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Monday, February 14, 2011

Happy Valentine's Day!!!!!!!

Happy Valentine's Day to all of you! I hope you are surrounded by your dear ones today.:) Here are two of my three Valentines while they were opening their Valentine goodies this morning.:) ( Which were smuggled in in my suitcase after the winter holiday.:) Thank goodness for Target!!!)

I had to go to a small bakery nearby for some pita bread to make pita chips to take to the beach tomorrow ( Tomorrow is a national Holiday of Eid here in Nigeria. It is a Muslim holiday that I will be posting about tomorrow) It was even decorated for the "Day of Love". I had to take a picture of these teas when I was was walking through the market section. You know you are in Africa when you see "Typhoid Tea" and "Anti Malaria Tea"!!!

I was talking to Happiness today and she was telling me that her brother would be getting married in the upcoming months. I thought since today is Valentine's day, what better question to ask than how the marriage process works here in Nigeria. She told me that it is different for many different groups of people in Nigeria, but for her tribe, Akwa Ibom, and other groups in the east of Nigeria, she could explain the process to me.

The whole process is broken down into three steps:
1) The first step is called the "Introduction". This is when both sets of parents ( the bride and groom's parents and families) formally meet. The groom supplies all the drinks and food for the get together and at that time, he also needs to present 10,000 naira to the father of the bride to obtain "The list".
Yes, I was wondering what was on "the list" also. It is a list of requests ( demands) that the bride's family has made for the groom to do before he can marry the bride.
2) The second step is called "The Bargaining". You know that nothing in Nigeria is done without why would a marriage be any different? This stage is when the groom comes back to the bride's family and "bargains" the demands made on the list from the bride's family. In addition, the groom also pays the Father of the bride an "entertainment allowance". I asked Happiness if this amount goes towards the wedding ceremony. She told me "NO!" very emphatically. She said that that money is for her father to do with as he really is for his own entertainment! I started wondering , what in the world was on "the list". She laughed a little and started rattling off the list to me:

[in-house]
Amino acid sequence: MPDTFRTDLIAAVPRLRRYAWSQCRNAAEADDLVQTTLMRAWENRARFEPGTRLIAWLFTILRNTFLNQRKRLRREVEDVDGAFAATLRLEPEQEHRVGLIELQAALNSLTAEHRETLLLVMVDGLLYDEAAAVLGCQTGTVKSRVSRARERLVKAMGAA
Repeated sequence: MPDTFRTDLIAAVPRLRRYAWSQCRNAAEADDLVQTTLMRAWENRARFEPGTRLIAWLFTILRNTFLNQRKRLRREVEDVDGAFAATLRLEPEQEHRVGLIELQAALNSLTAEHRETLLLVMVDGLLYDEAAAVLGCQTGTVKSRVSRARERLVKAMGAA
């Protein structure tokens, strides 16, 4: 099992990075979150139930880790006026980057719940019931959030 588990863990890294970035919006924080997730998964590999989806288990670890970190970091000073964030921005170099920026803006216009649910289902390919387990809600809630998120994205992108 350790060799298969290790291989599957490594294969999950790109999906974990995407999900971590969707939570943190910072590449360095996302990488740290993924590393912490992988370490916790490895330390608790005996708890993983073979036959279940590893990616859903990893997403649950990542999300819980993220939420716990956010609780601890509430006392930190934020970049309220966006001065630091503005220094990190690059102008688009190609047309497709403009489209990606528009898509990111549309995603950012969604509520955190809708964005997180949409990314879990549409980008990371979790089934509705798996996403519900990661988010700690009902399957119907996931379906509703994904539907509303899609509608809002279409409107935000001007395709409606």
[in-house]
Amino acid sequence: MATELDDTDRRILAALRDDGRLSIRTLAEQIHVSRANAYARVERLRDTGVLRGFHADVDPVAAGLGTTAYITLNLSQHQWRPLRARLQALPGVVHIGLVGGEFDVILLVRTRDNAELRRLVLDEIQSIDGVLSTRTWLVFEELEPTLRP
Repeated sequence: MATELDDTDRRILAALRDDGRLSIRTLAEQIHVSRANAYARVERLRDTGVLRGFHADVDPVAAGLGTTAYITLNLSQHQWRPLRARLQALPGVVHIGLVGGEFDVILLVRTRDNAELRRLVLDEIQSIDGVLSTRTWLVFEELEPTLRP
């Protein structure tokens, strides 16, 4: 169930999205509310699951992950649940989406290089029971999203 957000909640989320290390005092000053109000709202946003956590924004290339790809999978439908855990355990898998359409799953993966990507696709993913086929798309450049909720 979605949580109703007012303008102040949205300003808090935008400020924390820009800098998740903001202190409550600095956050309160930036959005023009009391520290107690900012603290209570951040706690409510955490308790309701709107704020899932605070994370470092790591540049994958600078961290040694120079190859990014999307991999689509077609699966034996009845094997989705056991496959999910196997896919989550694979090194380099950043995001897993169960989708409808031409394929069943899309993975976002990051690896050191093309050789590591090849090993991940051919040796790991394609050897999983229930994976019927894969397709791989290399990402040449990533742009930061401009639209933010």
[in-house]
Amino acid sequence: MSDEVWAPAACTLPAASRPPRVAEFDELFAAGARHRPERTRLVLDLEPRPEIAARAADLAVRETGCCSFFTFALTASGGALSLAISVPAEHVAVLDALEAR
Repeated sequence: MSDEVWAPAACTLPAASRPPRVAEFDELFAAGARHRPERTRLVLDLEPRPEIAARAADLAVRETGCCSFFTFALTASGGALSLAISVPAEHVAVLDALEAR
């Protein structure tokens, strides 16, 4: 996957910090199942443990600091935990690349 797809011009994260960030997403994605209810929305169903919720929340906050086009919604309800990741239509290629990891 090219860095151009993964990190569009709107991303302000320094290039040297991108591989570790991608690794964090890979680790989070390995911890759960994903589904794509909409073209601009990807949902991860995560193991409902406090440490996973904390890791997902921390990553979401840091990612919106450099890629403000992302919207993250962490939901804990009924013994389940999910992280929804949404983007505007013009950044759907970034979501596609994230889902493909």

1) The Bride price ( what the groom will pay the parents of the bride for the bride) if it is a first daughter, typically the groom will pay about 100,000 naira
2) 2 goats ( for the wedding ceremony)
3) 1 hen
4) 10 tubes (pronounced tubas) of yam
5) 2 bags of salt ( to be given to mother of bride and shared with women from village)
6) 1 basin of pepper ( to be given to mother of bride and shared among the women of the village)
7) honillias ( not sure about the spelling) 3 sets of six yards of Nigerian wax fabric
8) drinks for mother and father of the bride
9) Groom must pay for 10 packs of cigarettes, 1 foot ball ( soccer ball), assorted drinks, and 1500 naria to be split among the boys from Happiness' village
10) Groom must pay for assorted drinks, 5000 naira, hair weaves, and assorted make-up for the girls from Happiness' village
11) Her grandmother receives 10,000 naira and one of the fabrics
12) Brother receives 15,000 naira and a suit made for him and new shoes
13) Her dad receives a walking stick, hat, and chief clothes ( her dad's father was a chief in her village) and a suitcase, and the amount he has paid for her schooling so far
14) Her mom receives one of the fabrics ( typically George) on the day of the wedding, a handbag and shoes
15) Her sisters receive new clothes for the wedding
3) The final stage of the marriage process is the actual wedding ceremony. For this part, neither set of parents pays for the ceremony, it is all paid for by the bride and groom. At this part of the process, the goats are killed and cooked at the reception afterwards. Happiness said they had their ceremony at her father's home( near Victoria Island) and her friends and family all brought food to eat. They just had a big party which Happiness and her husband paid for. She said that since the groom has to pay for so much, there is saying that he won't leave her too quickly after he has spent so much money on her.:)
She also told me that it is tradition to go back to your village and have a ceremony there, but her husband hasn't saved up enough money for that yet. Since her father's father was a chief and her mother was the daughter of a chief, Happiness is considered a princess in her village near Eket. ( I am really not kidding...who knew we had real princess in our home?) I do have to say, though, that there are many village chiefs in Nigeria and many people who are of some "royalty" from their individual villages. So, if she has that ceremony while I am here...I would really love to go...of course I would have to bring security.:)
So, there you have eastern Nigerian wedding (Christian)ceremony. I have to say, it is very much different than anything I have ever seen, experienced or even heard of....but isn't that what makes life so exciting? Meeting new people and experiencing their different cultures is what puts spice into life. When I told her that my dad paid for my wedding...I think her jaw dropped on the floor. That concept was so foreign to her. Today was just another day that I was able to take a look into another facet of the vast culture that makes up Nigeria.:)

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